Science Daily | October 2016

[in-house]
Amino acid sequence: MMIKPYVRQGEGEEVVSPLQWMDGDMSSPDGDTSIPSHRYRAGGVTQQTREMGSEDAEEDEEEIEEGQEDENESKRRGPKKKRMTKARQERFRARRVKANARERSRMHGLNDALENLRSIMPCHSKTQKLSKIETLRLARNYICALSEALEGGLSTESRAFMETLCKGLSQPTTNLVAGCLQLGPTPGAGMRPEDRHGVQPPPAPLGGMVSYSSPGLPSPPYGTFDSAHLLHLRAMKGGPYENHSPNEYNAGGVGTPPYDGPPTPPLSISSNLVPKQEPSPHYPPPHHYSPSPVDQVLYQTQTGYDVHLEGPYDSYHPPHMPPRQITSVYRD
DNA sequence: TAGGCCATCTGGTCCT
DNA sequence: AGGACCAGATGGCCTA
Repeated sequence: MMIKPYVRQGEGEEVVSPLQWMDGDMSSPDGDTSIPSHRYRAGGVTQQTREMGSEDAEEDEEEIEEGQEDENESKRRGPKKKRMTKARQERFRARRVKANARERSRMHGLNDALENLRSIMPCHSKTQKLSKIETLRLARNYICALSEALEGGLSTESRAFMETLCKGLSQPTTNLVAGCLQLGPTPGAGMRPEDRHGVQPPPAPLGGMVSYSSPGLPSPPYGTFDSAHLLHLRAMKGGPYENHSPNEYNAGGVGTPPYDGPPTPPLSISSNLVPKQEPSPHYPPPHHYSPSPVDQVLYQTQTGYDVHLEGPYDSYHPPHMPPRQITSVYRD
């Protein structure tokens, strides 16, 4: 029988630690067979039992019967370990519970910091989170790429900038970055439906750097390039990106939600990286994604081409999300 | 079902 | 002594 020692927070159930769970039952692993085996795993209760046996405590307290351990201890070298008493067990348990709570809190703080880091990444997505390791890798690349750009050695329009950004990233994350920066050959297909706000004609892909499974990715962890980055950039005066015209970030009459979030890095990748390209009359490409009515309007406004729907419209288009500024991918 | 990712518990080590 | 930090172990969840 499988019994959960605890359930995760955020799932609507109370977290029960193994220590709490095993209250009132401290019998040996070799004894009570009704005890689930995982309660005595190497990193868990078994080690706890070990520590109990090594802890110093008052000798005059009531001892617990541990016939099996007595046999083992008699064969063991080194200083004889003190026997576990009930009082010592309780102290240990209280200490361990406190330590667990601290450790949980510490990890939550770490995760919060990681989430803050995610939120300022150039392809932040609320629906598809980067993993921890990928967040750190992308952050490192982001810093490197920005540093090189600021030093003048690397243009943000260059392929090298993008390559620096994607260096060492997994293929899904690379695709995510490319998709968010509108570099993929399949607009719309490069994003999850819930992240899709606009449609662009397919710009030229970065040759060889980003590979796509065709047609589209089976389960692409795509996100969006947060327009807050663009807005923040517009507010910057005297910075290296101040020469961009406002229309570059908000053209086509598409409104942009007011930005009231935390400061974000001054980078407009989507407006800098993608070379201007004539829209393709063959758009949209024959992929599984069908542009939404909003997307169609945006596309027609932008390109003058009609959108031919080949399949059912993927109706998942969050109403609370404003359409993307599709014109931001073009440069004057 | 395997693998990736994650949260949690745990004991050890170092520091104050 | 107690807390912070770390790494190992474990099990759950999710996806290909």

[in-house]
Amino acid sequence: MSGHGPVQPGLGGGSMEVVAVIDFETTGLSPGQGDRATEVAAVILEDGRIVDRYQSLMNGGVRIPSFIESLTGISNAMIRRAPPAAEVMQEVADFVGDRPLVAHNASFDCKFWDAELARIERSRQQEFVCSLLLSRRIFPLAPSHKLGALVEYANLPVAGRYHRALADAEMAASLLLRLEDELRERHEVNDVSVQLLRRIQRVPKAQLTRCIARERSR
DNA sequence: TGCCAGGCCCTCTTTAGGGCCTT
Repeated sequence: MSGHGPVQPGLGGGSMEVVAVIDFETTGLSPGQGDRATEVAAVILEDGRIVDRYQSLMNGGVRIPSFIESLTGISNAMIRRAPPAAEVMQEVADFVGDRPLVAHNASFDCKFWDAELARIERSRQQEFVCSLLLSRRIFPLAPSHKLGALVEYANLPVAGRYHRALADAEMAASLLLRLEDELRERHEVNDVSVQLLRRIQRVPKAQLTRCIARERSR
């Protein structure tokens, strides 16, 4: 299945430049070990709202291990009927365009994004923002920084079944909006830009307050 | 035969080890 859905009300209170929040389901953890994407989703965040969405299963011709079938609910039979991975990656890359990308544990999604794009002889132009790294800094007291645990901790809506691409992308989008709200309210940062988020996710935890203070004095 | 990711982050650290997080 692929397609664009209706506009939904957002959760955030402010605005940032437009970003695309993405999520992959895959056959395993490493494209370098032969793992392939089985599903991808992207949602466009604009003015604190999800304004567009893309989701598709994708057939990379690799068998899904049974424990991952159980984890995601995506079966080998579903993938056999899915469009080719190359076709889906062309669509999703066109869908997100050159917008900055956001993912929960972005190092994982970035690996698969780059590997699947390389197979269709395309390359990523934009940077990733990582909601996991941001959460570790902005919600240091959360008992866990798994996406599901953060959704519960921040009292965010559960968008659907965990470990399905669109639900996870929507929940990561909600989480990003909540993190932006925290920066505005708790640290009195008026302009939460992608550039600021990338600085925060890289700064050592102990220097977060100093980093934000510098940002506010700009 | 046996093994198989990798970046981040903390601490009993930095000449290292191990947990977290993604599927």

There are nearly 20 million veterans living in the United States today with 14% from the post-911 era (9/2011 or later), 18% from the Gulf War (1990 – 2001), 36% from the Vietnam era, and 17% from earlier conflicts (United States Census Bureau, 2015). In 2009, Secretary Eric Shinseki of the Department of Veterans Affairs (VA) pledged to end homelessness among veterans in the ensuing 5 years, in part, via millions of dollars in federal funding being allocated to create and expand VA services for homeless veterans (U.S. Department of Veterans Affairs, 2009). Although this federal commitment is laudable, veterans remain over-represented in the U.S. homeless population with a prevalence estimate of 12.3% vs. 9.7% of non veteran adults in the general population (U.S. Department of Veterans Affairs, 2013). On the other hand, the disparity in the rate of homelessness between veterans and non veterans appears to be diminishing over time (U.S. Department of Housing and Urban Development, 2013; Veterans Healthcare Administration Office of Rural Health, 2013). Still, it is estimated that on any single night, more than 50,000 veterans are homeless (U.S. Department of Housing and Urban Development, 2013).